The proposed project offers a new understanding of transnational memory as a process of translation by focusing on post-Soviet Eastern European attempts to make their local histories of the Second World War and the Socialist regime known globally. It examines these efforts through aesthetic media of memory – literature, film and art – that circulate globally and bring local experiences to global audiences and through the heated public debates that these works of art have provoked in different national and transnational contexts. It argues that the recently reinforced comparative and competitive political discourses about twentieth-century totalitarianisms in Eastern Europe can only be understood by exploring the arts that have developed more productive comparative and translational approaches and can therefore help to untangle the most recalcitrant nodes of confrontational political discourses and addressing the ethical and political complexity of remembering war and state terror. The project innovates methodologically by bringing together transcultural memory studies, translation theory and world literature studies to offer translation as a new model for conceptualising the transnational travel of memories that operates through transcultural memorial forms. What memorial forms have been used to make Eastern European memories intelligible in the global arena? What is gained and what is lost in this translation? What can the different ways that aesthetic acts of memory are received nationally and transnationally tell us about the frictions between these scales of memory and within the national itself? How has the globalisation of memory practices reinforced national memory in Eastern Europe? In providing the answers to these questions the project offers a transnational view of Eastern European attempts to negotiate their entangled histories of twentieth-century totalitarianisms within the global framework.
MetDect examines long-term developments in the settlement patterns, local production of ornaments and visual culture by using metal-detector finds from Estonia. Despite the inherent limitation of the data (uneven level of contextual and empirical information), MetDect will demonstrate that the vast amount of metal-detector finds will significantly advance our current knowledge about the past. Unlike many other studies, this project focuses on the full variability of detected-artefacts in a long temporal scale (1800BCE–1800CE). MetDect will use a combination of methods drawn from humanities and natural sciences for investigating each topic. Settlement patterns and workshop areas will be examined by using GIS mapping and spatial analysis (e.g., point-pattern analysis), but production series of ornaments will be distinguished stylistically. Local production of ornaments is further examined by determining chemical composition (bulk alloy and trace elements) of selected production series. Lastly, new types and form variations of artefacts that are discovered by private detectorists will be compared with other visual sources (architectural and artefactual) in order to discuss circulation of ideas related to cross symbolism. MetDect will launch the first open-access database on metal-detector finds in the Eastern Baltic. Further, the results of this project will provide an important contribution to a wider debate regarding the usage of metal detectors by private persons. As such, MetDect offers a novel and ambitious research programme for studying metal-detector finds in the Baltic Sea area and beyond.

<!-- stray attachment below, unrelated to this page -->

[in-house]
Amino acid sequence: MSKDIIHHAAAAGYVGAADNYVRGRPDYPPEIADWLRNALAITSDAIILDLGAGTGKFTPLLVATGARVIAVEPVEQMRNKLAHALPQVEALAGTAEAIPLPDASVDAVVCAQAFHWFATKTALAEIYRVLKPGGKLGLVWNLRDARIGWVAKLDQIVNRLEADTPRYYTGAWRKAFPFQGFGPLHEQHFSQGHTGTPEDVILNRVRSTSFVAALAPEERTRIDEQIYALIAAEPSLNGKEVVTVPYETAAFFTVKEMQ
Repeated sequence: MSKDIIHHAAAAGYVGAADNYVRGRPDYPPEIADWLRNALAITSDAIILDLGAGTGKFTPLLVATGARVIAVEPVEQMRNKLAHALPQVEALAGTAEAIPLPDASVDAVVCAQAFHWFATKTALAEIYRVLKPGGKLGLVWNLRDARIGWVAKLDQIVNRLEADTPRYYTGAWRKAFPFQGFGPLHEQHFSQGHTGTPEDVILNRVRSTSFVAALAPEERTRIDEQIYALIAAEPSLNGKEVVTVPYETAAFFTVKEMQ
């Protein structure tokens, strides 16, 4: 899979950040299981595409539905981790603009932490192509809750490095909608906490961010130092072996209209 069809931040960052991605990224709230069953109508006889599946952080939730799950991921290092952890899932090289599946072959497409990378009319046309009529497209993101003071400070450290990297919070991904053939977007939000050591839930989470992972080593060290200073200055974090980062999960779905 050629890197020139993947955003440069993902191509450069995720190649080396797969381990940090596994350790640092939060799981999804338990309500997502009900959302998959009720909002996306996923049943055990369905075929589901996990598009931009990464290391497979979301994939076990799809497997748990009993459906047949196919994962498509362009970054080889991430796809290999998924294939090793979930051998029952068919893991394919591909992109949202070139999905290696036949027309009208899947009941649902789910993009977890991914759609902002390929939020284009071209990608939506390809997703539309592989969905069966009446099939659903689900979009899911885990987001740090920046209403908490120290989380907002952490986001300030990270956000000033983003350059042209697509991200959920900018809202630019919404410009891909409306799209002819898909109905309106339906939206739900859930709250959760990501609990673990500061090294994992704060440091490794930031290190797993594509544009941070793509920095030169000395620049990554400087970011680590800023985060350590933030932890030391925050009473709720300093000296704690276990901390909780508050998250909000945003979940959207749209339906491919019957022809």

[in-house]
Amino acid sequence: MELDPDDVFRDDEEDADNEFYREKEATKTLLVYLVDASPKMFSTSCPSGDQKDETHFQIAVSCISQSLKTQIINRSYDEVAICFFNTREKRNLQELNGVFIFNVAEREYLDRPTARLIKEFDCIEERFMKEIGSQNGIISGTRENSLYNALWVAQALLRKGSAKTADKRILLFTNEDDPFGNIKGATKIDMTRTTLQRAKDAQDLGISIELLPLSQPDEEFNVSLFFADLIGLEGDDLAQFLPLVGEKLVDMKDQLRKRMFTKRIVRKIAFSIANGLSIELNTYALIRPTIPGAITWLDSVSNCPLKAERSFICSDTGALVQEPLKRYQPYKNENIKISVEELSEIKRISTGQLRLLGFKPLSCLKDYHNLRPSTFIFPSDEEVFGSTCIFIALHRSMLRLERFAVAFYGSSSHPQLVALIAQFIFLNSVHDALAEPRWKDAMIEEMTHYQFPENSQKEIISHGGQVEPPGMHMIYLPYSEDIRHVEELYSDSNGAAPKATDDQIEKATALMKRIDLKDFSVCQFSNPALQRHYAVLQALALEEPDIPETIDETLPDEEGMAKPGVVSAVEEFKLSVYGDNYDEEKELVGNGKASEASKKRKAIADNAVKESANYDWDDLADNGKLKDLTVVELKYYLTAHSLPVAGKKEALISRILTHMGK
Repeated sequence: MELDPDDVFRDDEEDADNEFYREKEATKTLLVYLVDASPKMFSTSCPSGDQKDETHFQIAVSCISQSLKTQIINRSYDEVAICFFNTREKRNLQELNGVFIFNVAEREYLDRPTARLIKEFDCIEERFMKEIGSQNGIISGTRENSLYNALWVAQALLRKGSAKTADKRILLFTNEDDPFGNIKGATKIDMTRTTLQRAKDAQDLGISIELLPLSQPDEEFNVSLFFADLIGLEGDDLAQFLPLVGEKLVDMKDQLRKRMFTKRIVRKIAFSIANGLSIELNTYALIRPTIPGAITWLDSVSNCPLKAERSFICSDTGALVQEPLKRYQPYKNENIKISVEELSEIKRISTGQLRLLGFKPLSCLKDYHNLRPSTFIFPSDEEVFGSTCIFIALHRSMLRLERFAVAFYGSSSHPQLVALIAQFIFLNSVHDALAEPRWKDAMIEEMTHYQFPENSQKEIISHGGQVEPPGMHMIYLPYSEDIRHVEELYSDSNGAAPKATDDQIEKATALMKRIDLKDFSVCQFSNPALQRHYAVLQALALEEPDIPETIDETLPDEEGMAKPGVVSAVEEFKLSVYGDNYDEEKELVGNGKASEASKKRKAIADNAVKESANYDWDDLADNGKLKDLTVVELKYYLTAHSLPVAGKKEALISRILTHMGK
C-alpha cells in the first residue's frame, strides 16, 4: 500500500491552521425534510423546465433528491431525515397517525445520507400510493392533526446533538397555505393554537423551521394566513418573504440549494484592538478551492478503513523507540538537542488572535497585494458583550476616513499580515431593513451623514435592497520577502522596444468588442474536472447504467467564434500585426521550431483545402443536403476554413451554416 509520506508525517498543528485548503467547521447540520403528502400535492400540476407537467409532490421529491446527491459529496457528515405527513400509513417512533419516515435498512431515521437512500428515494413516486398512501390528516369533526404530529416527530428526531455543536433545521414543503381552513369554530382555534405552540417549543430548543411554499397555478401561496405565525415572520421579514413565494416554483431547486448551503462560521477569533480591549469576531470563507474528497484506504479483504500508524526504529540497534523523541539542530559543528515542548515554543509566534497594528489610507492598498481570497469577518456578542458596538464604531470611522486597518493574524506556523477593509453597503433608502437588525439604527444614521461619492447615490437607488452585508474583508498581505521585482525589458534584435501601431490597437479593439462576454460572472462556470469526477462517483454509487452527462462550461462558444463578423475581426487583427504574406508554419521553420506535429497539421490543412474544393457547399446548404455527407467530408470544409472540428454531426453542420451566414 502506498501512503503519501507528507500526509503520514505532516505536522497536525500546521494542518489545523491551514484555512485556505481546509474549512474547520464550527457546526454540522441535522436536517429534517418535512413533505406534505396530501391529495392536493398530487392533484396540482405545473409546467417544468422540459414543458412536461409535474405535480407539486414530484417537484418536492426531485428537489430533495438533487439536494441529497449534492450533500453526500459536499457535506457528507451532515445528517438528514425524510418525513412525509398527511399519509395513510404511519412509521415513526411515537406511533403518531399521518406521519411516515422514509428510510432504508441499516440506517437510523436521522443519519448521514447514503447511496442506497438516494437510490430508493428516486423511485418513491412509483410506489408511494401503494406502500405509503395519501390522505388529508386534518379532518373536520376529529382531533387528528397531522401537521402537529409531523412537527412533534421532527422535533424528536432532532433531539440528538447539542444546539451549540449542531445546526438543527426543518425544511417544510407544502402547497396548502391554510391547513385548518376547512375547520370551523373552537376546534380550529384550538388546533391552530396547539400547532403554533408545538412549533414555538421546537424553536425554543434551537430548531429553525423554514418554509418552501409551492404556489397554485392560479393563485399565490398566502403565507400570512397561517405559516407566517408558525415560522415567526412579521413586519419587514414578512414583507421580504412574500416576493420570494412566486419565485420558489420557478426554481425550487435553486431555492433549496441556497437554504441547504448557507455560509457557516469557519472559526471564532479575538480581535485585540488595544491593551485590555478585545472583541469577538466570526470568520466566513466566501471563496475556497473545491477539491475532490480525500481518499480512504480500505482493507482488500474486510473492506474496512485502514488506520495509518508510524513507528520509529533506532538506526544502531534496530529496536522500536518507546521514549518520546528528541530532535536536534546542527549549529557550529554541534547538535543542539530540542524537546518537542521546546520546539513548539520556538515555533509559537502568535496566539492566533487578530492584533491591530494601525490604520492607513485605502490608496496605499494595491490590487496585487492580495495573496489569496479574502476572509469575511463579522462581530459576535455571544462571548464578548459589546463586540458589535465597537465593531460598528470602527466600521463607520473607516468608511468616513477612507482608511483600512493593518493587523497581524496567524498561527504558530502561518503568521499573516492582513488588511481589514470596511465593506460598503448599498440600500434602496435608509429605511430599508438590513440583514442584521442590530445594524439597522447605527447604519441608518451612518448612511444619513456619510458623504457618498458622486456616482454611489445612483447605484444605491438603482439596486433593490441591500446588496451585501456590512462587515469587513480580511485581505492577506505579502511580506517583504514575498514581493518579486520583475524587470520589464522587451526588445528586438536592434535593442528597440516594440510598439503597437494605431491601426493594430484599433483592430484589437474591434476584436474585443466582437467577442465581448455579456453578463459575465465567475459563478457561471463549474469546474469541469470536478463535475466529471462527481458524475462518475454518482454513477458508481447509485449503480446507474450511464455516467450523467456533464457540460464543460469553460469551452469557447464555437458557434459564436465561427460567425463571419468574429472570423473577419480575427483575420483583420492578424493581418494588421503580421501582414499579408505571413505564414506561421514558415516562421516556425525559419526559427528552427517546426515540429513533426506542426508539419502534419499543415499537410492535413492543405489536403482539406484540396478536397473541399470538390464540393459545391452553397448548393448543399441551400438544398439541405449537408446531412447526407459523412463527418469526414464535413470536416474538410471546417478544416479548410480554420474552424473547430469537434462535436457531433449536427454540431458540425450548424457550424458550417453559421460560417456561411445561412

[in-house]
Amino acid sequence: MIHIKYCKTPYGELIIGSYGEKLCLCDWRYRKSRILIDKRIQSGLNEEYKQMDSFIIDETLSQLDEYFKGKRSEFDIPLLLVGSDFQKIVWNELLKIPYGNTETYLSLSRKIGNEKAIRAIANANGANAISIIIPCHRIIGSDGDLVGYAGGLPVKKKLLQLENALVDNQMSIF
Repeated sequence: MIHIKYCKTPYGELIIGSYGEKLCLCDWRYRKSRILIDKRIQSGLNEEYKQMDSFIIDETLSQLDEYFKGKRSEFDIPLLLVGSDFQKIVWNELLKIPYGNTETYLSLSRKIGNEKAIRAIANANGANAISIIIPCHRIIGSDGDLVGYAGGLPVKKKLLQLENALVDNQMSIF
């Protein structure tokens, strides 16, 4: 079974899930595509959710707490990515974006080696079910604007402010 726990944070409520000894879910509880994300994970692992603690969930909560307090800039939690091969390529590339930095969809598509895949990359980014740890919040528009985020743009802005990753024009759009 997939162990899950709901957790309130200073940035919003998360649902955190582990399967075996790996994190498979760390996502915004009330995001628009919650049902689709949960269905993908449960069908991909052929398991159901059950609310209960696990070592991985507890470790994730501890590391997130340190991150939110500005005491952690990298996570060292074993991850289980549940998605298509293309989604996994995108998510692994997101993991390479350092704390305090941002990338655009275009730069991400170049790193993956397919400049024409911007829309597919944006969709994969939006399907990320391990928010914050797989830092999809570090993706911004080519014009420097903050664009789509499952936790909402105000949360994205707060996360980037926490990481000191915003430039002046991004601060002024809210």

The proposed project offers a new, pan-European intellectual history of the political imagination in the interwar period that places the demise of historicism and progressivism – and the emerging anti-teleological visions of time – at the center of some of its most innovative ethical, political and methodological pursuits. It argues that only a distinctively cross-disciplinary and European narrative can capture the full ramifications and legacies of a fundamental rupture in thought conventionally, yet inadequately confined to the German cultural space and termed “anti-historicism”. It innovates narratively by exploring politically and theoretically interlaced reinventions of temporality across and between different disciplines (theology, jurisprudence, classical studies, literary theory, linguistics, sociology, philosophy), as well as other creative fields. It experiments methodologically by reconstructing the dynamics of political thought prosopographically, through intellectual groupings at the forefront of the scholarly and political debates of the period. It challenges the sufficiency of the standard focus in interwar intellectual history on one or two, at most three (usually “Western” European) national contexts by following out the interactions of these groupings in France, Britain, Germany, Russia, Czechoslovakia, and Romania – groupings whose members frequently moved across national contexts. What were the political languages encoded in the reinventions of time, and vice versa – how were political aims translated into and advanced through theoretical innovation? How did these differ in different national contexts, and why? What are the fragmented legacies of this rupture, disbursed in and through the philosophical, methodological and political dicta and dogmas that rooted themselves in post-1945 thought? This project provides the first comprehensive answer to these fundamental questions about the intellectual identity of Europe and its historicities.